FDA to Allow for Plasma Therapy for COVID-19 Patients
FDA to Allow for Plasma Therapy for COVID-19 Patients

FDA to Allow for Plasma Therapy for COVID-19 Patients

Under emergency protocols, doctors can request to use survivors’ plasma to treat some critically ill COVID-19 patients.  

Lisa Winter
Lisa Winter
Mar 26, 2020

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Among the myriad clinical trials for vaccines to prevent COVID-19 and drugs to treat infections, doctors are looking to survivors’ plasma for a possible therapy. The US Food and Drug Administration (FDA) released a statement on Tuesday (March 24) stating that investigators can request to use plasma from COVID-19 survivors to deliver antibodies to seriously ill patients, under an emergency investigational new drug (IND) protocol.

Convalescent plasma treatment, as it is known, has roots stretching back over 100 years. It is based on the premise that because a survivor developed antibodies throughout the course of their own infection, blood donations to those who became recently ill would give the recipients’ immune systems a leg up, reducing the severity of the disease and increasing the likelihood of survival. During the 1918 Spanish flu pandemic, the rate of mortality decreased by as much as 50 percent among the patients who received the convalescent treatment, according to a meta-analysis of medical records available at that time and published in the Annals of Internal Medicine in 2006.

To bring the treatment up to modern standards, plasma donations from people who have recovered from COVID-19 infection would be processed and purified, creating a serum to transfuse into critically ill patients.

“Deployment of this option requires no research or development,” Arturo Casadevall, an immunologist at Johns Hopkins Bloomberg School of Public Health, says in a statement. “It could be deployed within a couple of weeks since it relies on standard blood-banking practices.” 

In January, Casadevall and Liise-anne Pirofski of New York’s Montefiore Health System wrote in the Journal of Clinical Investigation that convalescent therapy could be used to curb COVID-19. They note that attempts to use convalescent therapies during outbreaks over the last 25 years, including the H1N1 pandemic in 2009 and 2013 Ebola epidemic, were met with varying levels of success, possibly due to the plasma being administered when the patient was too far gone for it to help. Casadevall’s team recently received funding from Johns Hopkins, with a goal of performing these convalescent transfusions at the university’s Baltimore campus within a month.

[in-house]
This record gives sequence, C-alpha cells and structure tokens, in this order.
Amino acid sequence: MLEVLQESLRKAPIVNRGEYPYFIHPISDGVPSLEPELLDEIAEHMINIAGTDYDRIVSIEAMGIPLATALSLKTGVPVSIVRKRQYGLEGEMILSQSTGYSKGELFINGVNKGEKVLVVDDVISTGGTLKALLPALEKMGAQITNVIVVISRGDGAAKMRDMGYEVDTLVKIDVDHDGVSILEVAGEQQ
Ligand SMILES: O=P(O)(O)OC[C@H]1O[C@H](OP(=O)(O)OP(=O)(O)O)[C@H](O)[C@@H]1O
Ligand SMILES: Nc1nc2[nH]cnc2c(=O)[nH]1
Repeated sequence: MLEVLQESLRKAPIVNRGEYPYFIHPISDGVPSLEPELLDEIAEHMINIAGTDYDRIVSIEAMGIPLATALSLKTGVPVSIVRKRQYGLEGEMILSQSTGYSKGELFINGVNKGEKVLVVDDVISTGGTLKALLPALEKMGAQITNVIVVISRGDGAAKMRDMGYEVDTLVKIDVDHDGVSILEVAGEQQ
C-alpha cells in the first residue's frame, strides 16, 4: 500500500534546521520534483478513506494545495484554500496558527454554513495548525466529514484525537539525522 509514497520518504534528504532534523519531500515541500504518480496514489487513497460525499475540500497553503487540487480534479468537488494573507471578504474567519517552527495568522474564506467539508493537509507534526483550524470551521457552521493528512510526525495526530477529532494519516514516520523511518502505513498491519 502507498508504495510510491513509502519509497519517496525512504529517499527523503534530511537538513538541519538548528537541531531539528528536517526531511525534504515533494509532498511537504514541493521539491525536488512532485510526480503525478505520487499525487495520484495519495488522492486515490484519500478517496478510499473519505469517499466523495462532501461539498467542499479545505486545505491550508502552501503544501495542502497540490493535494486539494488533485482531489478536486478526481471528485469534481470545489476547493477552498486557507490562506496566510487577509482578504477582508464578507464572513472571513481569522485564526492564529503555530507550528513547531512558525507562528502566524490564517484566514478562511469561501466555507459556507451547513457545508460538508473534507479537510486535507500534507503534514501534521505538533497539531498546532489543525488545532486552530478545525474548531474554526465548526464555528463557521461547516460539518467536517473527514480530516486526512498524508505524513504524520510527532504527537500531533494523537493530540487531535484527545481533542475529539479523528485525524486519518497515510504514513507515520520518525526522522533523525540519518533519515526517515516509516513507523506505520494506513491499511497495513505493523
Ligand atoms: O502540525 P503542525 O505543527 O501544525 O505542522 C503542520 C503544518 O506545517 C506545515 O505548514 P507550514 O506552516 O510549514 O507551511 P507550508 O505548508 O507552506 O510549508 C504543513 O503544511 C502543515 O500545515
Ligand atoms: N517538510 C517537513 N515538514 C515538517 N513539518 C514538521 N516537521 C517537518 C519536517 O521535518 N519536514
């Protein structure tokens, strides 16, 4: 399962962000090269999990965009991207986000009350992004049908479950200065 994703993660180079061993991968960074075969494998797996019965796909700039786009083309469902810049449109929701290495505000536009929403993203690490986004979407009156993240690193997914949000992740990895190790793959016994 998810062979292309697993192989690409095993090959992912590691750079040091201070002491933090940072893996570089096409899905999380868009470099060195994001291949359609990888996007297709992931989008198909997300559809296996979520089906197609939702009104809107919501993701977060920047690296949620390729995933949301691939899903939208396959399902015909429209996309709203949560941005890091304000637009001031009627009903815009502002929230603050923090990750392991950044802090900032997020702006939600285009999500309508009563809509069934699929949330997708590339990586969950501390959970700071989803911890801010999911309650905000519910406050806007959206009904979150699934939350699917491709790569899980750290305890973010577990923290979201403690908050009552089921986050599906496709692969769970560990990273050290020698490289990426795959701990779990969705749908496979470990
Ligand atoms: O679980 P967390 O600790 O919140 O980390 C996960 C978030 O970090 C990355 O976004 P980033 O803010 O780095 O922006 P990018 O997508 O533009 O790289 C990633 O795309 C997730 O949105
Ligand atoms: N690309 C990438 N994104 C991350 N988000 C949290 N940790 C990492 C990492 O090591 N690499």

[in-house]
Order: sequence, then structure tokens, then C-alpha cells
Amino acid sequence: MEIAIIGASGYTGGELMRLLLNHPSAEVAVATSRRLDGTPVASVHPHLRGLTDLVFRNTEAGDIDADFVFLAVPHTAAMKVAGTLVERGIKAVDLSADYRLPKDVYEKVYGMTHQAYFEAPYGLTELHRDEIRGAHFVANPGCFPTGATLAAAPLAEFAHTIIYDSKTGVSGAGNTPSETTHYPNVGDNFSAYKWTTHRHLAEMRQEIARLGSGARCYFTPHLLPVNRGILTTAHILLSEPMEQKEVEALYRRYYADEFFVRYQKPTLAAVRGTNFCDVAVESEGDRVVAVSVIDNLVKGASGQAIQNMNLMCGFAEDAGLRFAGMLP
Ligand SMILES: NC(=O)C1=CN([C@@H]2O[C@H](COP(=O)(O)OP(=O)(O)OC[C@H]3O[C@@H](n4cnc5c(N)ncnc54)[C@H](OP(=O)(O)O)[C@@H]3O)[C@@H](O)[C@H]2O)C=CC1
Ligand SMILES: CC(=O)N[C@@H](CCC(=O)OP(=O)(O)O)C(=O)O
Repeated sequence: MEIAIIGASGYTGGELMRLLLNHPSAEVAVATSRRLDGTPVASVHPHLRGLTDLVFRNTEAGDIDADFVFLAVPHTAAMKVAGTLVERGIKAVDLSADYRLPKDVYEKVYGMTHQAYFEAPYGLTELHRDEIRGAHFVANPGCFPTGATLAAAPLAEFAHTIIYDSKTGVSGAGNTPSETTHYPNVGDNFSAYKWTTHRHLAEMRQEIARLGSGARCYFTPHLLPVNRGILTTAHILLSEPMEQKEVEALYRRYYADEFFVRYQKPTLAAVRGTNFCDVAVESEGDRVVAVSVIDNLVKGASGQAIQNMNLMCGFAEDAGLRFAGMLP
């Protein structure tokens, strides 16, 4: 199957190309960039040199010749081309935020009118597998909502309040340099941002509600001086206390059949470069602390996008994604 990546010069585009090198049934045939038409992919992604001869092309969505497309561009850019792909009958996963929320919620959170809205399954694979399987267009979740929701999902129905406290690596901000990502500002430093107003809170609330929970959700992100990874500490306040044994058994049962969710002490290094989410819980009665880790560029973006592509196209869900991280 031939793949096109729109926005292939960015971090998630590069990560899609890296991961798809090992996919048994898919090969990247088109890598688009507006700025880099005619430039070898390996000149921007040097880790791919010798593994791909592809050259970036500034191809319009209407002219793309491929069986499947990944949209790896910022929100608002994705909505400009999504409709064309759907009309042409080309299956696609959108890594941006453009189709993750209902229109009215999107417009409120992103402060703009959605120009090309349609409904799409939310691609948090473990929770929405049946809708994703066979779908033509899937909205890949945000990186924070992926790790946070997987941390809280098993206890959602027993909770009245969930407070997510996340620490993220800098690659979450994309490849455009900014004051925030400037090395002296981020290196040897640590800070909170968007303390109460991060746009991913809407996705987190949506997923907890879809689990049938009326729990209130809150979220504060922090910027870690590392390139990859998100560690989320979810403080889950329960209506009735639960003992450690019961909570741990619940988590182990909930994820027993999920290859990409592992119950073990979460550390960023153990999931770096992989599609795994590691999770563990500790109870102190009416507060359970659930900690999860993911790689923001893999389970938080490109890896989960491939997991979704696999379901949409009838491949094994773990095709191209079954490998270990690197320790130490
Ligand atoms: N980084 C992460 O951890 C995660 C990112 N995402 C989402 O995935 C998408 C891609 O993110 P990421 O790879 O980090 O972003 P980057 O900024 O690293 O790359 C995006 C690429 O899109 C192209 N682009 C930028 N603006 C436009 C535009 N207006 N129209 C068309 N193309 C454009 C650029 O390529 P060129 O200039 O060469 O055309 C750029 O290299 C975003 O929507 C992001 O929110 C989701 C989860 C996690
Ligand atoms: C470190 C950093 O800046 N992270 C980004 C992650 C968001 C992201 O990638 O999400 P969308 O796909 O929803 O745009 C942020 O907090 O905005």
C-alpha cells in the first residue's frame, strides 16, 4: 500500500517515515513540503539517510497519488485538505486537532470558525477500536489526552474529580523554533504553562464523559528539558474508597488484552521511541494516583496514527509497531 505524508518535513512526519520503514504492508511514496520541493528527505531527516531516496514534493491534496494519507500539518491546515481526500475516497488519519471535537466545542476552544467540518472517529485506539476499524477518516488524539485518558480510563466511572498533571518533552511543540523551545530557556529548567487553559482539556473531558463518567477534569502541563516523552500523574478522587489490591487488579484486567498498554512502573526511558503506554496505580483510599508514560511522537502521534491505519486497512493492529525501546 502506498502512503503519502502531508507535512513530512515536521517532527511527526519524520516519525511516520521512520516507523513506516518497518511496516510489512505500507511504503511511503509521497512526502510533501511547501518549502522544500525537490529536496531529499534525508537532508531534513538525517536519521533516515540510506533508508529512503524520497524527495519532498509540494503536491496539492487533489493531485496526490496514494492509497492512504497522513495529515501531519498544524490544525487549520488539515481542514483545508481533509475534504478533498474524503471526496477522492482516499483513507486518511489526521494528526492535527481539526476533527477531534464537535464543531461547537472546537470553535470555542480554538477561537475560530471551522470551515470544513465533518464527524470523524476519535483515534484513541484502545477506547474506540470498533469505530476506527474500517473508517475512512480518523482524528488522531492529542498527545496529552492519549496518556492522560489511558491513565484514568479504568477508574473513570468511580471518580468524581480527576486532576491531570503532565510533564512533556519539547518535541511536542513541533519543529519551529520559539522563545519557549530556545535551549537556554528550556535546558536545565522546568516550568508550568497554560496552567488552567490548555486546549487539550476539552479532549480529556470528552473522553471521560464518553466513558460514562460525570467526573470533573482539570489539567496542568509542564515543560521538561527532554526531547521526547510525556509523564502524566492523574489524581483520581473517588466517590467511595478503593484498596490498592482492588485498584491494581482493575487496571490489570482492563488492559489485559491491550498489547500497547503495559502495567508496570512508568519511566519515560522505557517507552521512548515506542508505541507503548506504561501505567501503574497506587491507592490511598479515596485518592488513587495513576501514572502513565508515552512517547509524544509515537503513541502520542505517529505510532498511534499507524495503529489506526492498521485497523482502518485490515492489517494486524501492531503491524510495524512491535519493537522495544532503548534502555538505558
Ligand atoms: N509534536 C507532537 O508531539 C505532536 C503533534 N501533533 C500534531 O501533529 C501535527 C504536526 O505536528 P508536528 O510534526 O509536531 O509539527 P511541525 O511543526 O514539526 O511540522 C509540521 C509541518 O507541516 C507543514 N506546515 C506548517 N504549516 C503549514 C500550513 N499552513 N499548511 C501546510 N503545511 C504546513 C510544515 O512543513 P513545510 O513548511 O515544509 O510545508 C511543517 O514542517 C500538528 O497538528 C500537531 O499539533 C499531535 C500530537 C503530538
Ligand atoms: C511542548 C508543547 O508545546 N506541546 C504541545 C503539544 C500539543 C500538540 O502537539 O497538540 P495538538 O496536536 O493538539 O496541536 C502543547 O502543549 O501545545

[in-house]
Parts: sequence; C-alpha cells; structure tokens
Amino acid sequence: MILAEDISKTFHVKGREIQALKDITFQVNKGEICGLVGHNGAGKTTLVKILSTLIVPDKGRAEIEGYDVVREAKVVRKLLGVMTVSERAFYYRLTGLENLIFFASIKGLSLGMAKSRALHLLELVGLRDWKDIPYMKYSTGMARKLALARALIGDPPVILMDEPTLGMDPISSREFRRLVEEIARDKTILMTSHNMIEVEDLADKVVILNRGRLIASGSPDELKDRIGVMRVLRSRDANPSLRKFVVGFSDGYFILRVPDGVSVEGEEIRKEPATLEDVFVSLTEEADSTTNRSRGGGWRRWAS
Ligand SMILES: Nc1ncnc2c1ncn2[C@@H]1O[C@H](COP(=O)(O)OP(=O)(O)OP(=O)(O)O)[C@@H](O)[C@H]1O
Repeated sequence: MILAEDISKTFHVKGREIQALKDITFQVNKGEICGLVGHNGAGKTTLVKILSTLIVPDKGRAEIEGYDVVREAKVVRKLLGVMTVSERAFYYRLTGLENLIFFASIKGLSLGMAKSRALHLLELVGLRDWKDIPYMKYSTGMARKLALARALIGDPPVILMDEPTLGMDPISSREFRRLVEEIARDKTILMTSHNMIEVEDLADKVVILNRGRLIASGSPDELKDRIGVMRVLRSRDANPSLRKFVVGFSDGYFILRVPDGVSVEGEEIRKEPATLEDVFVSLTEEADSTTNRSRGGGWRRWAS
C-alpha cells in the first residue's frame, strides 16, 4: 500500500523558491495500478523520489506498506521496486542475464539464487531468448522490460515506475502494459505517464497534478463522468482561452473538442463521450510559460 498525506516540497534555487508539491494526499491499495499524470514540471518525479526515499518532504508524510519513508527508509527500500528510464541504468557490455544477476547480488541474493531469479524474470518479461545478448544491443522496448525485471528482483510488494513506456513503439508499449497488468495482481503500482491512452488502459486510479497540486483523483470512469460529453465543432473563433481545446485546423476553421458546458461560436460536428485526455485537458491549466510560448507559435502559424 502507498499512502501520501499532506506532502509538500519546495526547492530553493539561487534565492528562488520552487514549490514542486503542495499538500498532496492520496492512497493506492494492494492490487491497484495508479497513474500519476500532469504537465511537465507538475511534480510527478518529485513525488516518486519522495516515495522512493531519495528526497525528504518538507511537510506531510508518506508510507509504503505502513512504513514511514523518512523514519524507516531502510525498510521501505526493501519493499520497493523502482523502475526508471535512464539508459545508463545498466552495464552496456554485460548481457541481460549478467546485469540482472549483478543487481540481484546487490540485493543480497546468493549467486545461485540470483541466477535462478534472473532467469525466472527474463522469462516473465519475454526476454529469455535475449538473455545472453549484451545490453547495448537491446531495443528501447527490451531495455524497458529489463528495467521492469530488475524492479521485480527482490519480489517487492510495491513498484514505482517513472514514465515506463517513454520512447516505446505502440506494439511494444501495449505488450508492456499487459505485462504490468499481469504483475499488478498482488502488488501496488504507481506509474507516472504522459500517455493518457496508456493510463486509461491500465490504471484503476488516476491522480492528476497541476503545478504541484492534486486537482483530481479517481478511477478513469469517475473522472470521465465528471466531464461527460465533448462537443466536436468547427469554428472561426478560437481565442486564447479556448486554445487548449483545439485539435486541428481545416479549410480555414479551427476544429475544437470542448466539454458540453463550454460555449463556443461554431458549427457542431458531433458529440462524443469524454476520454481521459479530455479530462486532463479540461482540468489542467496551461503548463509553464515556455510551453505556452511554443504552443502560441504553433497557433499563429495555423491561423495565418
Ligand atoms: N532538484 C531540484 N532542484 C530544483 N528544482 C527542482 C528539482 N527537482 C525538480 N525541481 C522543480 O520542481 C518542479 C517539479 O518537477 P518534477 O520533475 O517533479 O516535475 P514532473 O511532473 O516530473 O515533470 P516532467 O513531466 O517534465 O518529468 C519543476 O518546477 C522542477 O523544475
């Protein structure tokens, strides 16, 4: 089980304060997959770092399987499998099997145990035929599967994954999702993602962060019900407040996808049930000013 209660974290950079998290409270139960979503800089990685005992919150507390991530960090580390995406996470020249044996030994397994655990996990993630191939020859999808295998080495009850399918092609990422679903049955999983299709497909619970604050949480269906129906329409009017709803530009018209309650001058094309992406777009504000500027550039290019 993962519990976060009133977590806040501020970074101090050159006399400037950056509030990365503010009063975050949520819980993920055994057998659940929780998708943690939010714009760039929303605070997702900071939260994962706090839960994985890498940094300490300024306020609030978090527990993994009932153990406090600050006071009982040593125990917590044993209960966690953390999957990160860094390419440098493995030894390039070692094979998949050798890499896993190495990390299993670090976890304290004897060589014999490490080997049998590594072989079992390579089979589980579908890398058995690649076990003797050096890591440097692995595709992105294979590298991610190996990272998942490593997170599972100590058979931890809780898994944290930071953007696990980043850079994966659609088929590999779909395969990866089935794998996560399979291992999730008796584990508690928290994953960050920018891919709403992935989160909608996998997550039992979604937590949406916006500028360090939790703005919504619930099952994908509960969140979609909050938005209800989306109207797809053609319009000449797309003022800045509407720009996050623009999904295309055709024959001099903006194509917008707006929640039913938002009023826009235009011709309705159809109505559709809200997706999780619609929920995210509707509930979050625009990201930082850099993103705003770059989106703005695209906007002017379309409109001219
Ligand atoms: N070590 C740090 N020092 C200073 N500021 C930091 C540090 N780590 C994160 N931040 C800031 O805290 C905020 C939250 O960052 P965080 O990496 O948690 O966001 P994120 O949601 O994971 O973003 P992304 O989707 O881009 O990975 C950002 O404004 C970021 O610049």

See “Monkeys Develop Protective Antibodies to SARS-CoV-2

While an eventual vaccine would ideally provide long-lasting immunity by spurring the recipient to create their own antibodies, receiving antibodies via the convalescent treatment would only form a temporary immunity, so multiple treatments would be required over the course of the illness, according to the Associated Press

“It must be given at the right time because it mops up the virus in the system and it just gives the new patient’s immune system a vital push at the time it needs it—but it has to be carefully time[d] and it’s not always successful,” Mike Ryan, head of the World Health Organization’s emergencies program, tells STAT.

There are still details that need to be figured out in using convalescent plasma for COVID-19 treatment, including determining an effective dosing size. In its statement announcing the emergency IND access protocols, the FDA outlined standards for donor and recipient eligibility.

“Although promising,” the statement reads, “convalescent plasma has not been shown to be effective in every disease studied. It is therefore important to determine through clinical trials, before routinely administering convalescent plasma to patients with COVID-19, that it is safe and effective to do so.”

Proponents of the treatment have said that it could be very helpful to doctors and nurses on the frontlines, who face repeated exposure and whose absence from work would greatly affect public health, in addition to those who work in nursing homes, caring for people who are most at-risk of experiencing lethal complications from the infection.

“We need to be able to break the cycle of transmission and we also need to be able to help people who are ill,” Pirofski tells the Associated Press.

Plasma transfusions are commonplace nowadays, with patients receiving millions of donated units every year, but they are not without risks. Severe lung injury or allergic reactions can occur after receiving donor plasma.

To achieve similar results to transferring plasma with potentially fewer downsides, some biotech companies are developing antibodies to combat SARS-CoV-2. Vir Biotechnology in San Francisco is focusing its efforts on one particular antibody, STAT reports, though they have developed modifications to make the antibodies to last longer in the body. Vir reports that its drug might be ready for clinical trials as soon as this summer. If those go well, a treatment might be available in the fall.

Lisa Winter is the social media editor for The Scientist. Email her at lwinter@the-scientist.com or connect on Twitter @Lisa831.